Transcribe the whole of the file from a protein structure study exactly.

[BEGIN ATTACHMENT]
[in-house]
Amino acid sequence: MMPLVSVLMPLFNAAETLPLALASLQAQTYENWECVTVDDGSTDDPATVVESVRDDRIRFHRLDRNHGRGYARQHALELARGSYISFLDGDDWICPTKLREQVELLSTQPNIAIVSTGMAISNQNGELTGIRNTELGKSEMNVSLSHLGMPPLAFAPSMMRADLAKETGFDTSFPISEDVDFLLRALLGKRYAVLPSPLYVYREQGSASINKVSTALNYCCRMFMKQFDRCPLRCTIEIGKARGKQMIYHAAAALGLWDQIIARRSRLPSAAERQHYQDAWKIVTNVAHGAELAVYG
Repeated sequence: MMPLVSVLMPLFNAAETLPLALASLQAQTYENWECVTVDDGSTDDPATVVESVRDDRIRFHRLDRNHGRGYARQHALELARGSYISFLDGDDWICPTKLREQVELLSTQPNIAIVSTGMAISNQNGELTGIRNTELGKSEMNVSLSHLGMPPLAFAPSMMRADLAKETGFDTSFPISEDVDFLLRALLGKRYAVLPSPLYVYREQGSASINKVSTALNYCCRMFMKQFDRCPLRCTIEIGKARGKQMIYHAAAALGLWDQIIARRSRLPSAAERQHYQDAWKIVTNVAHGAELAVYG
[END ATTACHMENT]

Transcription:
[in-house]
Amino acid sequence: MMPLVSVLMPLFNAAETLPLALASLQAQTYENWECVTVDDGSTDDPATVVESVRDDRIRFHRLDRNHGRGYARQHALELARGSYISFLDGDDWICPTKLREQVELLSTQPNIAIVSTGMAISNQNGELTGIRNTELGKSEMNVSLSHLGMPPLAFAPSMMRADLAKETGFDTSFPISEDVDFLLRALLGKRYAVLPSPLYVYREQGSASINKVSTALNYCCRMFMKQFDRCPLRCTIEIGKARGKQMIYHAAAALGLWDQIIARRSRLPSAAERQHYQDAWKIVTNVAHGAELAVYG
Repeated sequence: MMPLVSVLMPLFNAAETLPLALASLQAQTYENWECVTVDDGSTDDPATVVESVRDDRIRFHRLDRNHGRGYARQHALELARGSYISFLDGDDWICPTKLREQVELLSTQPNIAIVSTGMAISNQNGELTGIRNTELGKSEMNVSLSHLGMPPLAFAPSMMRADLAKETGFDTSFPISEDVDFLLRALLGKRYAVLPSPLYVYREQGSASINKVSTALNYCCRMFMKQFDRCPLRCTIEIGKARGKQMIYHAAAALGLWDQIIARRSRLPSAAERQHYQDAWKIVTNVAHGAELAVYG